If you still doubt that geopolitical heat can raise the price of oil, I strongly advise you to carefully watch the events that are about to play out.
At the top of my own list is Iraq. Geopolitical matters there continue to worsen. U.S. Secretary of Defense Ashton Carter has just called out the Iraqi military – during a high-profile TV interview no less – claiming that it lacks the will to fight. ISIS is solidifying positions within marching distance of Baghdad. And the main Iranian general is condemning the U.S. for “not doing a damn thing” to halt the ISIS advance.
These three developments will have an impact on global crude oil stability and are thereby certain to affect oil prices.
But a fourth situation is about to unfold… with the potential to have a more direct effect on oil.
First, let’s go over the three known developments.
1) Carter Slams the Iraqi Military
Earlier this month, Ramadi, a Sunni majority city in Iraq’s Anbar Province about 75 miles west of Baghdad, fell to ISIS forces. The town is in a strategic location on the banks of the Euphrates River. It stands on an important trade route connecting to the Mediterranean Sea, as well as being located on the main road from Amman, the capital of Jordan, to Baghdad.
On Sunday, Defense Secretary Carter conducted an interview with CNN’s State of the Union. “What apparently happened was that the Iraqi forces just showed no will to fight,” he said. “They were not outnumbered. In fact, they vastly outnumbered the opposing force, and yet they failed to fight, they withdrew from the sight, and that says to me, and I think to most of us, that we have an issue with the will of the Iraqis to fight [ISIS] and defend themselves.”
And although the U.S. has sped up the delivery of arms to the Iraqi forces, Carter said that the Iraqi military itself needs to ramp up its efforts to defeat ISIS. He also announced that he would not currently consider recommendations from military strategists for relocating U.S. forward air controllers to help better identify targets for coalition airstrikes.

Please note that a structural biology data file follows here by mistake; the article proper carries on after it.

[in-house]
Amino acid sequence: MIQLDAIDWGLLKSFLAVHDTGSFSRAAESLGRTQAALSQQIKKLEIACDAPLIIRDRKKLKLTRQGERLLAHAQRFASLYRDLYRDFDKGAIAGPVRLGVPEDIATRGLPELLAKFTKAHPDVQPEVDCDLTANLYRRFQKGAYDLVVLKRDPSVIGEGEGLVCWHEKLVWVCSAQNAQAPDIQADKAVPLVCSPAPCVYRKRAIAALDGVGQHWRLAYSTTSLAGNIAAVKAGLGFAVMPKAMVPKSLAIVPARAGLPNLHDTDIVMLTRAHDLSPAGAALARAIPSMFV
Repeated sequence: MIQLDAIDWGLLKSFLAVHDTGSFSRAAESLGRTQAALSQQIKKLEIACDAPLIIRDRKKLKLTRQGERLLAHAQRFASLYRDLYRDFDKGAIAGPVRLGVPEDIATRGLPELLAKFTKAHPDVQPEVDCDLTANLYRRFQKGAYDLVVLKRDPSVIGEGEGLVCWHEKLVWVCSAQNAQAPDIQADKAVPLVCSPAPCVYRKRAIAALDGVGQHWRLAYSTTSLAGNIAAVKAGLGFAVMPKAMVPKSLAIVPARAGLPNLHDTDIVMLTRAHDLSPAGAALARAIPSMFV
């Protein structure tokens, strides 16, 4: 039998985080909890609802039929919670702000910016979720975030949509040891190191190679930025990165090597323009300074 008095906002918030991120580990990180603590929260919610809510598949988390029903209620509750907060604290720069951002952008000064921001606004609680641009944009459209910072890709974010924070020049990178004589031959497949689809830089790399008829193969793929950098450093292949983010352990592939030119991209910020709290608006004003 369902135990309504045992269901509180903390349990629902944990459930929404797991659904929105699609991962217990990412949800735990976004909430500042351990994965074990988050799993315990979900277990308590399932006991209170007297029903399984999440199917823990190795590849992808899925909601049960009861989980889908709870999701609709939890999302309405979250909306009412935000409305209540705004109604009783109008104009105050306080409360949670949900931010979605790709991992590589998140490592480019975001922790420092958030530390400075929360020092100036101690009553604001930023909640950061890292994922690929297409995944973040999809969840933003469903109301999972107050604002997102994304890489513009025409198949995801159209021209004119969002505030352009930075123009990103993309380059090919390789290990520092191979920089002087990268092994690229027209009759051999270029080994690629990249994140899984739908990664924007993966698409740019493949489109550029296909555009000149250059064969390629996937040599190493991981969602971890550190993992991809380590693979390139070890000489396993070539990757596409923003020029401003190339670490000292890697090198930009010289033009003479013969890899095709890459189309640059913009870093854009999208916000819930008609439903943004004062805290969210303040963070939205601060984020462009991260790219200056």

“If there comes a time when we need to change the kinds of support we’re giving to the Iraqi forces, we’ll make that recommendation,” he said. “But what happened in Ramadi was a failure of the Iraqi forces to fight.”
2) ISIS Encroaches on Baghdad
The embarrassing retreat of the numerically superior Iraqi security forces when confronted with an ISIS advance into Ramadi disheartened the American personnel who had trained and declared them fit for combat. (I have worked with the senior command here on various assignments over the last several years.)
ISIS continues to flank the capital city from the north, east, and west. But they will not be able to take and hold Baghdad. Neither the West nor Iran will allow that. And that should provide sufficient support for the Shiite-dominated government.
On the other hand, ISIS’s strategy is to continue putting pressure on the city while it entrenches itself in the area that remains its real objective – the border region connecting Syria and Iraq. This is the “caliphate” of their self-proclaimed “Islamic State.”
3) The U.S. Hasn’t Done a “Damn Thing”
Yesterday, General Qasem Soleimani, the head of the elite Quds forces in Iran’s Revolutionary Guard, leveled a charge of gross inaction against the U.S. following the fall of Ramadi. His apparent comment (it was actually relayed by others in the Guard) was that the U.S. had not done a “damn thing” to stop the advance on Ramadi.